Upload_handler.

When the button is clicked, we will want to get the name of the file and then upload it to the server for processing.

File_Upload

 

After uploading the file, the program will need to open the file and process the lines.  For this example the file is a simple CSV file with two fields:  SKU and Inventory.

Example_Inventory

 

After uploading the file to the server.  The file will be opened and then each line will be processed.

 

Process_Lines

As each line is read, the Product SKU and Inventory are parsed out.

Parse_Line

After reading the SKU and inventory from the file we will need to determine which record to update in the database.  Depending on the business rules, the logic to do this can be complicated, so I like to put this in its own function.

Find_Variant

add the following function to the class:

Get_VaraiantID_Stub2

The purpose of this function will be to map the SKU sent in the feed file to a variant record in database.  To do this it is critical to know how your SKU’s are configured in the back end system.  In fact prior to setting up products in ASPDotNetStorefront it is worth looking at whether you SKU model will support multiple variants for products or Color/Size Options for products.   For this demo, the products are configured to support having  multiple variants but not color/size options. The rules are pretty simple:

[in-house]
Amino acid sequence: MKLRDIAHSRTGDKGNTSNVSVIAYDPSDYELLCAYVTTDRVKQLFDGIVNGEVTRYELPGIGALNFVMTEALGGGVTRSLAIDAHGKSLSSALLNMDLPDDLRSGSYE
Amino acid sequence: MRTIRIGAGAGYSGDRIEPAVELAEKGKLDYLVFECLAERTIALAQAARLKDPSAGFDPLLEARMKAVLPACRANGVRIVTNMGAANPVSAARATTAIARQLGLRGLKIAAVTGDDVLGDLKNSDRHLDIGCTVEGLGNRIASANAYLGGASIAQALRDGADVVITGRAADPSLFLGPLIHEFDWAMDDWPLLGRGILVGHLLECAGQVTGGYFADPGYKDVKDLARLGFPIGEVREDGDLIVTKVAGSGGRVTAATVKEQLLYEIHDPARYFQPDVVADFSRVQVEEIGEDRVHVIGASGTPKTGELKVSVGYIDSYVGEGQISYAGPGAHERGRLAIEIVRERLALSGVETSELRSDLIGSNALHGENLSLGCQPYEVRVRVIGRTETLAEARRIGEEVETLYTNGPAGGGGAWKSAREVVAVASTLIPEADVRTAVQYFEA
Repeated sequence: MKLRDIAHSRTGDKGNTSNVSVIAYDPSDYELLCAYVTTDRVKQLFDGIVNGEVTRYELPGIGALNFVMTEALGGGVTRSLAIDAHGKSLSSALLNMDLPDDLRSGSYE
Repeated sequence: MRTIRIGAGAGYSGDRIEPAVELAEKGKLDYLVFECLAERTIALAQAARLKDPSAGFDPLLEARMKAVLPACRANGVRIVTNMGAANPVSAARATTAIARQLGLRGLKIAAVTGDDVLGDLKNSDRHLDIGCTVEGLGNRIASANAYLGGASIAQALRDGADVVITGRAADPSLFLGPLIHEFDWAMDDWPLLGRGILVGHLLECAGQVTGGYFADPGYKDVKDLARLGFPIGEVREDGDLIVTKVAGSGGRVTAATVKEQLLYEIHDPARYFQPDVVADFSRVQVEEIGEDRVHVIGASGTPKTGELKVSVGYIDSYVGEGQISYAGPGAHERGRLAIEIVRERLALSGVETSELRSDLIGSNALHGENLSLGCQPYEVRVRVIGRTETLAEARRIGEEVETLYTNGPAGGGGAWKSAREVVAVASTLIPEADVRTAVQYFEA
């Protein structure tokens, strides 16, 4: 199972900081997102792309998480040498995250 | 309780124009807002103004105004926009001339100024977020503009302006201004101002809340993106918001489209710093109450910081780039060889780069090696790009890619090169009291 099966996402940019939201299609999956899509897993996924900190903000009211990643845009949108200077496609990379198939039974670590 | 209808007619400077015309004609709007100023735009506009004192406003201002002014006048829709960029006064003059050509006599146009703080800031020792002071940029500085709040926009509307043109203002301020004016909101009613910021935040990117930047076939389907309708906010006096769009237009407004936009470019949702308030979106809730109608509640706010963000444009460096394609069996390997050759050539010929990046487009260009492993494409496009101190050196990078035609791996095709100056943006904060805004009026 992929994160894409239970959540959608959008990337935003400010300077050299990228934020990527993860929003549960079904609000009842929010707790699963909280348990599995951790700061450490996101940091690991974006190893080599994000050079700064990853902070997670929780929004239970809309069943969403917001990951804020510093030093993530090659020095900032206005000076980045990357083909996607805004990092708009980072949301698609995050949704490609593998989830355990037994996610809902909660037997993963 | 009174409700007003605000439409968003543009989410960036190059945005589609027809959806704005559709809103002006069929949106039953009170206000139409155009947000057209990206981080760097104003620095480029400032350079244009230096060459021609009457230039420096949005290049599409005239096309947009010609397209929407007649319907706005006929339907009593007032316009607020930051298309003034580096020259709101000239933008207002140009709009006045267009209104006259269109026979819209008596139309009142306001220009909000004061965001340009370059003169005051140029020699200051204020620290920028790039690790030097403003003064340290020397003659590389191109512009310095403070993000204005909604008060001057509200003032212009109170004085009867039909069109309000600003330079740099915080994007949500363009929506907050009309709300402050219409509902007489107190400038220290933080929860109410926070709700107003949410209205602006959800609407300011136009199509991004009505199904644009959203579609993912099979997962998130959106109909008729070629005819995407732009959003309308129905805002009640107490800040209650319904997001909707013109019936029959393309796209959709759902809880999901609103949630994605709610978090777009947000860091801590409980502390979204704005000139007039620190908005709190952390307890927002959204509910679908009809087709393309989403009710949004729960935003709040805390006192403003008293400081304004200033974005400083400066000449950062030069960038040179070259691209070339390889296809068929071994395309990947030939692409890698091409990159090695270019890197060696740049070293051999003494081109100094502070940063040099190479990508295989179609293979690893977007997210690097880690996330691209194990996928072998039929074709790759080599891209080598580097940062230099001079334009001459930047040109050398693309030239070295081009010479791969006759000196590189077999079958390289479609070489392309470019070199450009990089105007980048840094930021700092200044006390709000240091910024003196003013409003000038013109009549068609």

1. The first part of the SKU is the main product SKU.
  2.  If the product has variants, the variant suffix is separated by a hyphen.

If you wanted to support Color/Size inventory management, then rules would need to be defined for these options and the search logic modified.

Using the previously defined rules for the SKU, we can write the code to parse out the main product’s SKU and retrieve the variant suffix if applicable

Parse_Sku_field

After parsing the SKU data, we can search ASPDotNetStorefront for the variant records in the database.  This SQL assumes that  the variant suffix will be unique.  If that case was not true,  than we would need additional rules to find the unique record and adjust the code accordingly.

search_dataabase_for_sku

If a record is found, we can then update it with the inventory provided in the feed file.

update_inventory

To download the source files Inventory_Uploader.

The source is for version 9.5.0.0 of ASPDotNetStorefront, if using an earlier version of 9.X than modify  line 18  in Inventory_Uploader.aspx.cs to “string dbConn = WebConfigurationManager.AppSettings[“DBConn”];”

7 02, 2011

Notes from the field.

By | 2016-11-23T09:57:13+00:00 February 7th, 2011|Categories: Ecommerce|Tags: , , , , |

I attended a Webinar hosted by Vortx recently and had a chance to learn a few things that can affect conversions of shoppers.